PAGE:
Former NFL GM Candid on Lions Offseason: ‘They Need Players Period’

Dan Campbell

Getty Dan Campbell looks on during a presser at the 2022 NFL combine.

In January of 2021, the Detroit Lions committed to a full-scale rebuild by hiring Brad Holmes and Dan Campbell, and while folks crave immediate improvement, it’s long been understood that Rome wasn’t built in a day.

Yes, the new-look Lions football team will not be built in a year. It may not even be built in two years, either. If last season was about reconstruction, this season is more about the actual rebuild. The house is far from a finished product, and now is not the time to be picking out furniture and landscaping when walls still need to go up and the foundation needs to be solidified.

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Naturally, fans are impatient and want to see big move after big move, especially in an NFL offseason which has seen the near-daily shuffle of elite players across the league. It takes a former league personnel man and general manager to see the bigger picture, however, and make sense of where things are truly at in the Motor City.

Enter former general manager Randy Mueller, who has presided over such a rebuild himself. Before the New Orleans Saints were the perennial winners everybody has come to know, things were very different near the turn of the century. The team was mired in a decades-long slump which most fans believed they’d never see the team emerge from.

Mueller was charged with the rebuild and managed to flip the narrative for the Saints in a way that led to some success. His team managed to go 10-6 and win a Wild Card playoff game in 2000 over the then St. Louis Rams, a team that won the Super Bowl in the 1999-2000 season and would make it back in the 2001-2002 year.

Thus, Mueller would know what works and what doesn’t in terms of getting a program off the ground. To that end, Mueller believes the Lions are approaching things in the right way relative to where they are at right now. Speaking with, Mueller discussed Detroit’s approach thus far this offseason and what needs to happen next. Unsurprisingly, he was not bothered by a lack of flash out of Detroit, and chose instead to focus on the team’s substantive moves.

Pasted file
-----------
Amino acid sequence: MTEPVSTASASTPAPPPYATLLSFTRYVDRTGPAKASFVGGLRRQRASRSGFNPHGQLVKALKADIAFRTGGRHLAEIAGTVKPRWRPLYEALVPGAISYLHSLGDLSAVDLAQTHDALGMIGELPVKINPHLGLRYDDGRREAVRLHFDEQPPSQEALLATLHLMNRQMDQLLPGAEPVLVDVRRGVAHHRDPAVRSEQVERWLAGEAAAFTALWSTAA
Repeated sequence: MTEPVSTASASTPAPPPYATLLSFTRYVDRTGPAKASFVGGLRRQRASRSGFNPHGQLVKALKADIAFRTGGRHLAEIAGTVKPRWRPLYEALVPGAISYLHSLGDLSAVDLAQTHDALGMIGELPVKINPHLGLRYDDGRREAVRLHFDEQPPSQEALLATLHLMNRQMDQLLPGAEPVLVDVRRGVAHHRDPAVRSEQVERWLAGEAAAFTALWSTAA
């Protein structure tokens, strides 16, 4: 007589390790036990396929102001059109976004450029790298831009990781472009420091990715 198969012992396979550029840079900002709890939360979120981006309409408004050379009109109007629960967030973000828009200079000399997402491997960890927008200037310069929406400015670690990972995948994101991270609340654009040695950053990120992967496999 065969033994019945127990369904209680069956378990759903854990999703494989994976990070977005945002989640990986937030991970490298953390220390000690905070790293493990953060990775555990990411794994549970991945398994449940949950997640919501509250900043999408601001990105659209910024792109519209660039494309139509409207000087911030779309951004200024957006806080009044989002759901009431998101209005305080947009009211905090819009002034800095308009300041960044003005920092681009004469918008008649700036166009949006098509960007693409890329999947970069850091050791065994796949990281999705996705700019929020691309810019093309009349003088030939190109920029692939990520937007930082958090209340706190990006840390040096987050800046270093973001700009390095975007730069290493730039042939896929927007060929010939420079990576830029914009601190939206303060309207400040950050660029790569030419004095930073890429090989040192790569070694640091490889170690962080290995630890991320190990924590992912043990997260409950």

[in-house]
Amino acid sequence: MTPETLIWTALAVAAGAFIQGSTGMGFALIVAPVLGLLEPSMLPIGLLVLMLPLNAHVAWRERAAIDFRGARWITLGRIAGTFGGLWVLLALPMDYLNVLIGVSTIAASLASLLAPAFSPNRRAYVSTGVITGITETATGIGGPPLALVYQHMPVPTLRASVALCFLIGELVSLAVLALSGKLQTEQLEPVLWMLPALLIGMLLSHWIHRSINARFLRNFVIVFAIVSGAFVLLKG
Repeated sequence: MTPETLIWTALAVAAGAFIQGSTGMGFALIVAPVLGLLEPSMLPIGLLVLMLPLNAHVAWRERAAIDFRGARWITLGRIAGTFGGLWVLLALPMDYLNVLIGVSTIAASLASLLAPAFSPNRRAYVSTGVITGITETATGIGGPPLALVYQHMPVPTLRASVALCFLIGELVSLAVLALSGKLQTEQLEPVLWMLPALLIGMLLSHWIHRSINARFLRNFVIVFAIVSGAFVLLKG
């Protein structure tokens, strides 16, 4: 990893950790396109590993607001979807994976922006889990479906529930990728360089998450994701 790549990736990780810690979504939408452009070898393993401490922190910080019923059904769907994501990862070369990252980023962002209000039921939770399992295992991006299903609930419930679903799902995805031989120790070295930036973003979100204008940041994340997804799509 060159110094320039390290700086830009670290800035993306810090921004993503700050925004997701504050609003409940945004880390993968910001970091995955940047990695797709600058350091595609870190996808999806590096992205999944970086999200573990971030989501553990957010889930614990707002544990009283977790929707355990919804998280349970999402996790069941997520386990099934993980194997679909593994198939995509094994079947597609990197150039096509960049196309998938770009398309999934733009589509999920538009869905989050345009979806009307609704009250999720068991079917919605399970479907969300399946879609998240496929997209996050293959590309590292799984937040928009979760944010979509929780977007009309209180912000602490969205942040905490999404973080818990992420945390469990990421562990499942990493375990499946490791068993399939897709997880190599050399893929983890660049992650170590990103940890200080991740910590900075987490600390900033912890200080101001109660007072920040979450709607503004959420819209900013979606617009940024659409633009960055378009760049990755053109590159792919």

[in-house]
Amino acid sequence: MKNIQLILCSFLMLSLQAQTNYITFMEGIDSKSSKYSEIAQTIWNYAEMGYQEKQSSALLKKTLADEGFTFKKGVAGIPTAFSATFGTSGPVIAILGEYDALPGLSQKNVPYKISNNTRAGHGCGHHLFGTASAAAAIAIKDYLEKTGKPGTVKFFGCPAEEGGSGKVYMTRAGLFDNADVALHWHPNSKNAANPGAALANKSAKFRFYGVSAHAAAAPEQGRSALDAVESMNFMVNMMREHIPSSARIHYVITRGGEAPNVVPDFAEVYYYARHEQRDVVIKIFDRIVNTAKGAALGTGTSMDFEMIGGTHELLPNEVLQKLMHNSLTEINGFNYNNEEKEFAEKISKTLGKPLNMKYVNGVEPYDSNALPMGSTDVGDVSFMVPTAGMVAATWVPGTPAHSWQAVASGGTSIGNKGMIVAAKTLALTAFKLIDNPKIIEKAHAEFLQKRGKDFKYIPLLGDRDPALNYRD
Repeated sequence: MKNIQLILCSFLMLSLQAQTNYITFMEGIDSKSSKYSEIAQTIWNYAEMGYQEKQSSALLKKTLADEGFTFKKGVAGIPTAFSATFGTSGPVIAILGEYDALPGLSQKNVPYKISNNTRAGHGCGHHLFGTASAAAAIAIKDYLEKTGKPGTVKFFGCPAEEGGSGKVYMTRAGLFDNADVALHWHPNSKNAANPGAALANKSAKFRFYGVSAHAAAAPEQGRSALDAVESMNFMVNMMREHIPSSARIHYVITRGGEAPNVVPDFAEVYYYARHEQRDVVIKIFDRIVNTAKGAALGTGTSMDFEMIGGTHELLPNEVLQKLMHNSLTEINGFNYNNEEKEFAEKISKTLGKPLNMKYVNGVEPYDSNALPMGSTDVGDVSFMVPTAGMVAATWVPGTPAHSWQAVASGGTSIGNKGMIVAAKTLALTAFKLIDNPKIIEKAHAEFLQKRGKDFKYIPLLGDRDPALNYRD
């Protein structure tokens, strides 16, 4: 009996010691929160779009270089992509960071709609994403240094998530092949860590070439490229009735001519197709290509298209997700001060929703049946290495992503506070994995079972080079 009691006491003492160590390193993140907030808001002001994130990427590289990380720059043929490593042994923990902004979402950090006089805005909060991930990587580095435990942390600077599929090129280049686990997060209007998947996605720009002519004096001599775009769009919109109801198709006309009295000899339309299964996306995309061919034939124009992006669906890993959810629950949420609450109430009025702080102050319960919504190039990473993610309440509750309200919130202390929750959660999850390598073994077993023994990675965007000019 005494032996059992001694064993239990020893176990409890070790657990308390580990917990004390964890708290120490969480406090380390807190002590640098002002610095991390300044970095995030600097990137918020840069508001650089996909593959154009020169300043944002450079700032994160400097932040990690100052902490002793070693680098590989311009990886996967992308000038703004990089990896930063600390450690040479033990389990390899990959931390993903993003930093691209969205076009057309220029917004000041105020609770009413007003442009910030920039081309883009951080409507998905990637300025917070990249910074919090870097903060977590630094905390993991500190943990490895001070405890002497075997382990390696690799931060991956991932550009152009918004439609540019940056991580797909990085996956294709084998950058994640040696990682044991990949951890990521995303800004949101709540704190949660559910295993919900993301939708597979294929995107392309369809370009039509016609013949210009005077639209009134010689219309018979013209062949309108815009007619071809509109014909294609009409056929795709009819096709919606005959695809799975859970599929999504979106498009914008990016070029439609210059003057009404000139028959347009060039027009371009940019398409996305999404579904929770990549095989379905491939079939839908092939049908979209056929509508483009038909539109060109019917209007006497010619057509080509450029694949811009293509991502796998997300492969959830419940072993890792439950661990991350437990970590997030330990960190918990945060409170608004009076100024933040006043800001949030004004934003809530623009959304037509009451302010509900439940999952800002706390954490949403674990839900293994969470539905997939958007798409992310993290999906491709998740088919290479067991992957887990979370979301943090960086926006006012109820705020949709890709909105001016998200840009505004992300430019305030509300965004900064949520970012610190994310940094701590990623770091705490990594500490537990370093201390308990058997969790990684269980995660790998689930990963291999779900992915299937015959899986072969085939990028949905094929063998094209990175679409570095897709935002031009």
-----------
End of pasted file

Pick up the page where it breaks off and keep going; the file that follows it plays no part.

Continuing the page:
“I don’t think spending money on big-ticket items is what they need. They have to identify the core players that they can say, ‘we are good with for at least five years’ and build methodically outside that. Players like D’Andre Swift, Frank Ragnow (and) Penei Sewell on offense. I think adding to this group by being selective by age and production on guys who are ascending makes sense. They need more than one or two things,” Mueller said.

While fans might not be happy with the lack of jaw-dropping moves or big names, Mueller says that should be of no concern to Detroit. Instead, he thinks the team should be focusing on filling their football needs including finding some help for an offense that needs a big-play gear outside their elite talents.

“(If I was the Lions), I wouldn’t be swayed by fan reaction or winning any press conferences,” he admitted. “They lack big strike ability and need speed on the perimeter. Their main wide receiver targets average 10-12 yards per-catch. They need to add speed to the mix to force people to defend them differently. This should open things for Swift more, who I think is special.”

Mueller Explains How Lions Can Build Competitive Roster

While the Lions have taken steps to keep their solid veterans around this year and last year such as safety Tracy Walker, guard Frank Ragnow, wideout Josh Reynolds, the fact is, Detroit still has to find elite players who can be cornerstones for the future across the roster. While the Lions have done good to keep the base they do have intact this offseason, Mueller believes that there’s more to be done in terms of building.